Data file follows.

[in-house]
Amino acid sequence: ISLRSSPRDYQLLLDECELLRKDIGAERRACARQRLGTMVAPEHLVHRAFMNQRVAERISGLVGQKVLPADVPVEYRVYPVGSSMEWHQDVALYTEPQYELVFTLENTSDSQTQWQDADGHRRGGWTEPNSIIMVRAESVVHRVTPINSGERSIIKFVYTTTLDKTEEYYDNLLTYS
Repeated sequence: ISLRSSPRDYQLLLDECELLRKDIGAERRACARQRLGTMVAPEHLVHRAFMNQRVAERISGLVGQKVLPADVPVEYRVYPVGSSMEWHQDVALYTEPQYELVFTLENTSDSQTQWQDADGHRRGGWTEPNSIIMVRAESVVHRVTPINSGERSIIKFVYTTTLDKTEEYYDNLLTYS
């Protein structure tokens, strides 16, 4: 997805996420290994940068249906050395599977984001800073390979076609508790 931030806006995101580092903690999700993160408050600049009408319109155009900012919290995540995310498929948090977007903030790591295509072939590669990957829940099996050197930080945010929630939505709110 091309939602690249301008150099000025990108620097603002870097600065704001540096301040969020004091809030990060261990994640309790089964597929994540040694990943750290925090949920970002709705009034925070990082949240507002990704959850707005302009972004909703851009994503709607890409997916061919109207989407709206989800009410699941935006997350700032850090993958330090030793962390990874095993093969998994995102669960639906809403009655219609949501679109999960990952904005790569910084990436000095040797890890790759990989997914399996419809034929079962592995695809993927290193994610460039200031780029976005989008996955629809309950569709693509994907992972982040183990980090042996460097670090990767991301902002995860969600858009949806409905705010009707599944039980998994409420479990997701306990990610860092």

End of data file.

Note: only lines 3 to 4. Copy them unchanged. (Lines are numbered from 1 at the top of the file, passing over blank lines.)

Repeated sequence: ISLRSSPRDYQLLLDECELLRKDIGAERRACARQRLGTMVAPEHLVHRAFMNQRVAERISGLVGQKVLPADVPVEYRVYPVGSSMEWHQDVALYTEPQYELVFTLENTSDSQTQWQDADGHRRGGWTEPNSIIMVRAESVVHRVTPINSGERSIIKFVYTTTLDKTEEYYDNLLTYS
């Protein structure tokens, strides 16, 4: 997805996420290994940068249906050395599977984001800073390979076609508790 931030806006995101580092903690999700993160408050600049009408319109155009900012919290995540995310498929948090977007903030790591295509072939590669990957829940099996050197930080945010929630939505709110 091309939602690249301008150099000025990108620097603002870097600065704001540096301040969020004091809030990060261990994640309790089964597929994540040694990943750290925090949920970002709705009034925070990082949240507002990704959850707005302009972004909703851009994503709607890409997916061919109207989407709206989800009410699941935006997350700032850090993958330090030793962390990874095993093969998994995102669960639906809403009655219609949501679109999960990952904005790569910084990436000095040797890890790759990989997914399996419809034929079962592995695809993927290193994610460039200031780029976005989008996955629809309950569709693509994907992972982040183990980090042996460097670090990767991301902002995860969600858009949806409905705010009707599944039980998994409420479990997701306990990610860092």